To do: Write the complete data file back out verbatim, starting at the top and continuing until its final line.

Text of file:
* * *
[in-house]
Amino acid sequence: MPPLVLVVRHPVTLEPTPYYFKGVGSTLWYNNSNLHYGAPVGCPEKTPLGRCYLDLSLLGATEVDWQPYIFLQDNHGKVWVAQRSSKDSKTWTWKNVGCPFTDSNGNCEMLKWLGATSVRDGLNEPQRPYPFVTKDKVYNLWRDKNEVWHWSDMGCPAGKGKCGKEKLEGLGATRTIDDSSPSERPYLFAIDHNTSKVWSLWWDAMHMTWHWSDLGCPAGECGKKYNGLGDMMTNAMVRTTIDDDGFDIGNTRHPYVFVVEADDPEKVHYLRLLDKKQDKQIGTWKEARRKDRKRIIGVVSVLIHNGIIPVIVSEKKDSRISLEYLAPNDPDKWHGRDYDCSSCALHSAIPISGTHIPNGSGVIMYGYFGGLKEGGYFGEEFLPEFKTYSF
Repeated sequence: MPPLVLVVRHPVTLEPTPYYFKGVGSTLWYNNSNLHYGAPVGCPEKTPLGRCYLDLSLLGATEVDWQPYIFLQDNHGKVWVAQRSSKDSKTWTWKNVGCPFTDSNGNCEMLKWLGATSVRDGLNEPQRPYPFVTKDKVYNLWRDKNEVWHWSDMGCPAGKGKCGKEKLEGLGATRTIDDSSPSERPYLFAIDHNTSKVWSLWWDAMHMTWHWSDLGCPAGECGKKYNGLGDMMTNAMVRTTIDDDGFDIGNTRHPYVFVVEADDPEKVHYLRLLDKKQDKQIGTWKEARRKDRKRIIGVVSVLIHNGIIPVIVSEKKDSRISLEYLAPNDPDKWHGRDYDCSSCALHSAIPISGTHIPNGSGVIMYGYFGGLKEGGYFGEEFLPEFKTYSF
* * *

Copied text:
[in-house]
Amino acid sequence: MPPLVLVVRHPVTLEPTPYYFKGVGSTLWYNNSNLHYGAPVGCPEKTPLGRCYLDLSLLGATEVDWQPYIFLQDNHGKVWVAQRSSKDSKTWTWKNVGCPFTDSNGNCEMLKWLGATSVRDGLNEPQRPYPFVTKDKVYNLWRDKNEVWHWSDMGCPAGKGKCGKEKLEGLGATRTIDDSSPSERPYLFAIDHNTSKVWSLWWDAMHMTWHWSDLGCPAGECGKKYNGLGDMMTNAMVRTTIDDDGFDIGNTRHPYVFVVEADDPEKVHYLRLLDKKQDKQIGTWKEARRKDRKRIIGVVSVLIHNGIIPVIVSEKKDSRISLEYLAPNDPDKWHGRDYDCSSCALHSAIPISGTHIPNGSGVIMYGYFGGLKEGGYFGEEFLPEFKTYSF
Repeated sequence: MPPLVLVVRHPVTLEPTPYYFKGVGSTLWYNNSNLHYGAPVGCPEKTPLGRCYLDLSLLGATEVDWQPYIFLQDNHGKVWVAQRSSKDSKTWTWKNVGCPFTDSNGNCEMLKWLGATSVRDGLNEPQRPYPFVTKDKVYNLWRDKNEVWHWSDMGCPAGKGKCGKEKLEGLGATRTIDDSSPSERPYLFAIDHNTSKVWSLWWDAMHMTWHWSDLGCPAGECGKKYNGLGDMMTNAMVRTTIDDDGFDIGNTRHPYVFVVEADDPEKVHYLRLLDKKQDKQIGTWKEARRKDRKRIIGVVSVLIHNGIIPVIVSEKKDSRISLEYLAPNDPDKWHGRDYDCSSCALHSAIPISGTHIPNGSGVIMYGYFGGLKEGGYFGEEFLPEFKTYSF